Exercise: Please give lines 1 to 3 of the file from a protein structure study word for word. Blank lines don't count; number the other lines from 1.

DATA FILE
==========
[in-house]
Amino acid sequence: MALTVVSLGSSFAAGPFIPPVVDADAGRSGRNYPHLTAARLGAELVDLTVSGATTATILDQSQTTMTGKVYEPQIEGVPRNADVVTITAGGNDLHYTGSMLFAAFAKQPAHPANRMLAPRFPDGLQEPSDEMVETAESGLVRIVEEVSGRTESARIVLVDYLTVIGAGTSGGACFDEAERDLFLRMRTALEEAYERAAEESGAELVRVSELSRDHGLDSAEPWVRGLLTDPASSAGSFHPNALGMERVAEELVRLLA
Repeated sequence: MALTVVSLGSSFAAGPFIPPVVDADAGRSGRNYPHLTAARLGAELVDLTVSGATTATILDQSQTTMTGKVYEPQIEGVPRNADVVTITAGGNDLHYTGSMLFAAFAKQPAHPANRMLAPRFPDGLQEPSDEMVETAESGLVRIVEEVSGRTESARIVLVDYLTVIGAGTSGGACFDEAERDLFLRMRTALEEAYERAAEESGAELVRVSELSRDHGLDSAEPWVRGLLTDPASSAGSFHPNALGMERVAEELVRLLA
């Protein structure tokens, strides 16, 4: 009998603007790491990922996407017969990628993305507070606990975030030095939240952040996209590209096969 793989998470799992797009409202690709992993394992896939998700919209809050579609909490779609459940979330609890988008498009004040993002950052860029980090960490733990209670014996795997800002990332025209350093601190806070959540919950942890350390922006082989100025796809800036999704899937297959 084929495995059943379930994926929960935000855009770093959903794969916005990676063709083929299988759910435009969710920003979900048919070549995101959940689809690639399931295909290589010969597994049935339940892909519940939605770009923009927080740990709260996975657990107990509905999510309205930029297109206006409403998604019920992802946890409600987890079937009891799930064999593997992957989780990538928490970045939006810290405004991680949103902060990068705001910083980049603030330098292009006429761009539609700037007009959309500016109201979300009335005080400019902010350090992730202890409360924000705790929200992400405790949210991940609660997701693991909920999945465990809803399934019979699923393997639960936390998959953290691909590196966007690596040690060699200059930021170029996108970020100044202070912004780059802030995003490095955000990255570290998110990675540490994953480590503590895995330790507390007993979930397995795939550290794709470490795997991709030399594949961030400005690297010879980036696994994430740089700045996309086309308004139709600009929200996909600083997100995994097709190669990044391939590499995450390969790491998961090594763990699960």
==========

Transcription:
[in-house]
Amino acid sequence: MALTVVSLGSSFAAGPFIPPVVDADAGRSGRNYPHLTAARLGAELVDLTVSGATTATILDQSQTTMTGKVYEPQIEGVPRNADVVTITAGGNDLHYTGSMLFAAFAKQPAHPANRMLAPRFPDGLQEPSDEMVETAESGLVRIVEEVSGRTESARIVLVDYLTVIGAGTSGGACFDEAERDLFLRMRTALEEAYERAAEESGAELVRVSELSRDHGLDSAEPWVRGLLTDPASSAGSFHPNALGMERVAEELVRLLA
Repeated sequence: MALTVVSLGSSFAAGPFIPPVVDADAGRSGRNYPHLTAARLGAELVDLTVSGATTATILDQSQTTMTGKVYEPQIEGVPRNADVVTITAGGNDLHYTGSMLFAAFAKQPAHPANRMLAPRFPDGLQEPSDEMVETAESGLVRIVEEVSGRTESARIVLVDYLTVIGAGTSGGACFDEAERDLFLRMRTALEEAYERAAEESGAELVRVSELSRDHGLDSAEPWVRGLLTDPASSAGSFHPNALGMERVAEELVRLLA